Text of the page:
Summary: What is the true wisdom that all Christians possess?


Are you wise? Do you possess profound wisdom? Do you have such wisdom that it would be worth the while of a truth seeker to climb a high mountain and ask you for such words that would change his life, indeed, that would be the most important he could ever know?

Paul thought he had that kind of wisdom, as we shall see. He even thought that such people as you and I have that wisdom as well.

The Text

Up to this time, Paul has mostly been bashing wisdom. He glories in the “foolishness” of the cross, and he belabors the point that the Corinth believers were not considered wise nor was he considered a wise teacher. But Paul is not a wisdom-basher per se. He disparages not wisdom itself, but the type of wisdom that the world values and with which the Corinth believers had become enamored.

There is division in the church that Paul identifies as rising out of pride. But though there may be division, the real tension, as will become better seen later on, is between the Corinth Church and Paul. We’ve talked about this before. Though Paul is their spiritual father, having started the church and leading many of them to Christ, they are not so impressed with him now. Like a child entering the teen years, they no longer think their spiritual father is the wisest man they know, and, indeed, may not even be a wise as they have become to be. Wisdom is where it’s at, and poor Paul no longer is there. He has just about admitted it himself.

Wait a minute, Corinthians. Don’t push Paul into the barrel of has-beens yet. All is not as it seems. The truth is that Paul really does impart wisdom. It is a matter of perception. No, he does not teach a message that the world considers wise, nor in a manner that impresses the world; nevertheless, his message concerns deep wisdom. He explains three things: to whom the wisdom is imparted, what the wisdom is not, and what the wisdom is. Consider to whom the wisdom is given.

6 Yet among the mature we do impart wisdom… Who are the “mature”? They are Christian believers. Paul continues his contrast between those who believe and those who do not.

1:18: For the word of the cross is folly to those who are perishing, but to us who are being saved it is the power of God.

1:23-4: …we preach Christ crucified, a stumbling block to Jews and folly to Gentiles, 24 but to those who are called, both Jews and Greeks, Christ the power of God and the wisdom of God.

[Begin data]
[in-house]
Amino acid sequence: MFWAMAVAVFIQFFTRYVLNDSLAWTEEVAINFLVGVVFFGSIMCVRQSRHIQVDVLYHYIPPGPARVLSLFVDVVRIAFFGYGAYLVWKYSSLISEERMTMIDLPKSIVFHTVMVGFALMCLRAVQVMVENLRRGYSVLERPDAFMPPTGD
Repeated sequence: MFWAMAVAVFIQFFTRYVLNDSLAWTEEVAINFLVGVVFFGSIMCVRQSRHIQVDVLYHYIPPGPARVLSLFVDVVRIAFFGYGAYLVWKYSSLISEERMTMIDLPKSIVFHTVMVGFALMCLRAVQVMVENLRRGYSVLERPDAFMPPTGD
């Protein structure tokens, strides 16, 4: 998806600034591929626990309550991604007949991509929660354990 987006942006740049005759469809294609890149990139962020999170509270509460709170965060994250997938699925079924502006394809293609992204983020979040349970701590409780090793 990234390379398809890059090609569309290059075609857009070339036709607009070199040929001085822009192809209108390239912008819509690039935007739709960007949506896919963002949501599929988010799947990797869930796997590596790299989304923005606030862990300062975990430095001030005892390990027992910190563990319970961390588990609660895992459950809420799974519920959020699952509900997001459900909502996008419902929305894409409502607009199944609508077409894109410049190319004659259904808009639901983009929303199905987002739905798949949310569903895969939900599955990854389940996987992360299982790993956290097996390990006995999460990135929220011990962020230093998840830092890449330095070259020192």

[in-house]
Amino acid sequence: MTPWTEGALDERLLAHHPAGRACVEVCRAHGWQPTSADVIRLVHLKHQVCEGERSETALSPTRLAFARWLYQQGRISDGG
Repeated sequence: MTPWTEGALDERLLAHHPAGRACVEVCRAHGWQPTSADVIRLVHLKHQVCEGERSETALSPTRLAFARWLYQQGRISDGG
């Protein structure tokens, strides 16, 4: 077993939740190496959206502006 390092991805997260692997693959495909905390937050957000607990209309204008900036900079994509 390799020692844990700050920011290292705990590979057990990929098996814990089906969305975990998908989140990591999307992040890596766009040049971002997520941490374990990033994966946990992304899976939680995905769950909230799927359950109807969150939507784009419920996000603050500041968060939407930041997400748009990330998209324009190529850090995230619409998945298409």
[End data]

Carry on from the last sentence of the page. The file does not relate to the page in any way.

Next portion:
Those who are mature are those who are mature in Christ. Paul has noted already how rich the Corinthians are in Christ (1:4-9). As the above verses contend, those being saved do see the wisdom and power of the cross, which Paul preaches.

The problem with the Corinth believers is that they are reverting to their old ways. This is a problem with us Christians. Even after coming into the truth of the gospel, we often ease back into the old ways of thinking. For the Galatians, the error was taking on Jewish ways of treating the gospel – i.e. adding law to the gospel. For the Corinthians, the mistake is taking back on the pagan and secular ways of handling the gospel. In both cases, the believers had the delusion that they were maturing in their faith; after all, isn’t it a sign of maturity to become more disciplined or more knowledgeable? No, not this kind of discipline and knowledge. Real Christian maturity is growing in the wisdom of the gospel.

What is not this wisdom according to Paul? [I]t is not a wisdom of this age or of the rulers of this age, who are doomed to pass away. What does Paul mean by a wisdom “of this age”? For one thing, it is the worldly and pagan wisdom of that time – the wisdom of reason and of mysticism, interestingly enough, the same two types that our age prizes. Philosophy was highly regarded in the Greek-Roman world. Athens may have been the center of philosophy, but schools of philosophy existed throughout the empire. The Greek love of knowledge and reason was admired by the Romans in much the same way Americans still admire the academic culture of the British universities.

But however accomplished such wisdom may be, its downfall is that it is limited to man’s reasoning ability. Man’s problem is that he is finite. He only has so much ability. Certain people seem to be geniuses to us, but they seem that way only because we are the standards. Yes, there are those who are more brilliant than others. But in comparison to God, everyone is dimwitted. As Isaiah 40:12-15 says,

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